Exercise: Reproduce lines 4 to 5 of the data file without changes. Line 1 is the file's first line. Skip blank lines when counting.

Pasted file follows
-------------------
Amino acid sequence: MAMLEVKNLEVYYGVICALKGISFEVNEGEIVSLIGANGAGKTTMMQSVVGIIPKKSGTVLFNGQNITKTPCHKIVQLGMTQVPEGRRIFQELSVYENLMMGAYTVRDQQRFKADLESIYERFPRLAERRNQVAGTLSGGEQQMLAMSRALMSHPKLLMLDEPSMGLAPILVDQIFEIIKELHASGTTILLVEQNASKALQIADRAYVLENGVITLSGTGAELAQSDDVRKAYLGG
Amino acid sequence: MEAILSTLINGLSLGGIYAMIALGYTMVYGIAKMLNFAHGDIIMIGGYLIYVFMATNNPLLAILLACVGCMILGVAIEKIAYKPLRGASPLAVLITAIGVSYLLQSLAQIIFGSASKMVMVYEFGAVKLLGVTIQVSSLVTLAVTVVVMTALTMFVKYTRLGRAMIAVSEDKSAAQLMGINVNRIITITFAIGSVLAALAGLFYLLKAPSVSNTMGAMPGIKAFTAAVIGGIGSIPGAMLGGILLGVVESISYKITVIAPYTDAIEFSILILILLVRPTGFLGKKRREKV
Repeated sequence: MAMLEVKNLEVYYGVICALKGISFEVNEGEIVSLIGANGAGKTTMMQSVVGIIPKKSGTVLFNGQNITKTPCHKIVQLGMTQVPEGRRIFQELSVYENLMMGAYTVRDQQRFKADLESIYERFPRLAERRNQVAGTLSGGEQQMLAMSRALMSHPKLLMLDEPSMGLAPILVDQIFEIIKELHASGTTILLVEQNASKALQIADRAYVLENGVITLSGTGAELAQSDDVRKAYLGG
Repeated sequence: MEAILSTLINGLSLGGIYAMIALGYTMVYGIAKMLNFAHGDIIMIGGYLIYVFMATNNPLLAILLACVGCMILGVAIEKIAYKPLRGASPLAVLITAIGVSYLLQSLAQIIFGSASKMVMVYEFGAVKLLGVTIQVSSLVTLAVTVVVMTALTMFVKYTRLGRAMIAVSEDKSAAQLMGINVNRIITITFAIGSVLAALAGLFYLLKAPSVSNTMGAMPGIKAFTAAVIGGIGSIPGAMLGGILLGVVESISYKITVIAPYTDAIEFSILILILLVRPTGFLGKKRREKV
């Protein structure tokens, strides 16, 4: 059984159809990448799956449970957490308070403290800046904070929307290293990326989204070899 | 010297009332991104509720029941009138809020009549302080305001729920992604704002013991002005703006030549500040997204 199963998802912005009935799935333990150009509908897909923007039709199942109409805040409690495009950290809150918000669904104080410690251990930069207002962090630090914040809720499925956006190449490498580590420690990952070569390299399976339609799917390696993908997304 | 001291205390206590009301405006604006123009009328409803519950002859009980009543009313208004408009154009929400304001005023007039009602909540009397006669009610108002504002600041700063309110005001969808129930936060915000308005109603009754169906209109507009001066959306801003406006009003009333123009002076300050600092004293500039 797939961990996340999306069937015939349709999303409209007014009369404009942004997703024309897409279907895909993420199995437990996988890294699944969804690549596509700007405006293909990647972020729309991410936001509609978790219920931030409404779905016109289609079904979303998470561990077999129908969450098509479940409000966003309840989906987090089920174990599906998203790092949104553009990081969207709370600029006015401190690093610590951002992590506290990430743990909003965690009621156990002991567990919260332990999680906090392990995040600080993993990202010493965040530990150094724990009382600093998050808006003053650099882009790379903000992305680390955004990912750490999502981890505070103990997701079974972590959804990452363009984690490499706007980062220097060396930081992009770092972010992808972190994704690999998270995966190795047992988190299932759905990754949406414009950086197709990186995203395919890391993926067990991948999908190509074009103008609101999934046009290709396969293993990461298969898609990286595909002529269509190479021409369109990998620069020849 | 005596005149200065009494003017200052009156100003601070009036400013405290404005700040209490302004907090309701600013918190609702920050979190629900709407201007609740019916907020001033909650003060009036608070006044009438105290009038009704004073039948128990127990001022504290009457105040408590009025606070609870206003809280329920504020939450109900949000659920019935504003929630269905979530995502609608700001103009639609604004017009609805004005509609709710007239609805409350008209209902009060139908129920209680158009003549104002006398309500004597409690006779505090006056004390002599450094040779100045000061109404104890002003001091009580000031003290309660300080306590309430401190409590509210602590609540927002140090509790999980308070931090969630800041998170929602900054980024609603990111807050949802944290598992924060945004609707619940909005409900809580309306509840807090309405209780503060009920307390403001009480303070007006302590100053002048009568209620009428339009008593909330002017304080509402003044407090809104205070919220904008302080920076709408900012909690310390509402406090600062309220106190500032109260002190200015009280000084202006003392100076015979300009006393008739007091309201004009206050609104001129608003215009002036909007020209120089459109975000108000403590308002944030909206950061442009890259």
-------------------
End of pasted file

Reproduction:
Repeated sequence: MEAILSTLINGLSLGGIYAMIALGYTMVYGIAKMLNFAHGDIIMIGGYLIYVFMATNNPLLAILLACVGCMILGVAIEKIAYKPLRGASPLAVLITAIGVSYLLQSLAQIIFGSASKMVMVYEFGAVKLLGVTIQVSSLVTLAVTVVVMTALTMFVKYTRLGRAMIAVSEDKSAAQLMGINVNRIITITFAIGSVLAALAGLFYLLKAPSVSNTMGAMPGIKAFTAAVIGGIGSIPGAMLGGILLGVVESISYKITVIAPYTDAIEFSILILILLVRPTGFLGKKRREKV
């Protein structure tokens, strides 16, 4: 059984159809990448799956449970957490308070403290800046904070929307290293990326989204070899 | 010297009332991104509720029941009138809020009549302080305001729920992604704002013991002005703006030549500040997204 199963998802912005009935799935333990150009509908897909923007039709199942109409805040409690495009950290809150918000669904104080410690251990930069207002962090630090914040809720499925956006190449490498580590420690990952070569390299399976339609799917390696993908997304 | 001291205390206590009301405006604006123009009328409803519950002859009980009543009313208004408009154009929400304001005023007039009602909540009397006669009610108002504002600041700063309110005001969808129930936060915000308005109603009754169906209109507009001066959306801003406006009003009333123009002076300050600092004293500039 797939961990996340999306069937015939349709999303409209007014009369404009942004997703024309897409279907895909993420199995437990996988890294699944969804690549596509700007405006293909990647972020729309991410936001509609978790219920931030409404779905016109289609079904979303998470561990077999129908969450098509479940409000966003309840989906987090089920174990599906998203790092949104553009990081969207709370600029006015401190690093610590951002992590506290990430743990909003965690009621156990002991567990919260332990999680906090392990995040600080993993990202010493965040530990150094724990009382600093998050808006003053650099882009790379903000992305680390955004990912750490999502981890505070103990997701079974972590959804990452363009984690490499706007980062220097060396930081992009770092972010992808972190994704690999998270995966190795047992988190299932759905990754949406414009950086197709990186995203395919890391993926067990991948999908190509074009103008609101999934046009290709396969293993990461298969898609990286595909002529269509190479021409369109990998620069020849 | 005596005149200065009494003017200052009156100003601070009036400013405290404005700040209490302004907090309701600013918190609702920050979190629900709407201007609740019916907020001033909650003060009036608070006044009438105290009038009704004073039948128990127990001022504290009457105040408590009025606070609870206003809280329920504020939450109900949000659920019935504003929630269905979530995502609608700001103009639609604004017009609805004005509609709710007239609805409350008209209902009060139908129920209680158009003549104002006398309500004597409690006779505090006056004390002599450094040779100045000061109404104890002003001091009580000031003290309660300080306590309430401190409590509210602590609540927002140090509790999980308070931090969630800041998170929602900054980024609603990111807050949802944290598992924060945004609707619940909005409900809580309306509840807090309405209780503060009920307390403001009480303070007006302590100053002048009568209620009428339009008593909330002017304080509402003044407090809104205070919220904008302080920076709408900012909690310390509402406090600062309220106190500032109260002190200015009280000084202006003392100076015979300009006393008739007091309201004009206050609104001129608003215009002036909007020209120089459109975000108000403590308002944030909206950061442009890259």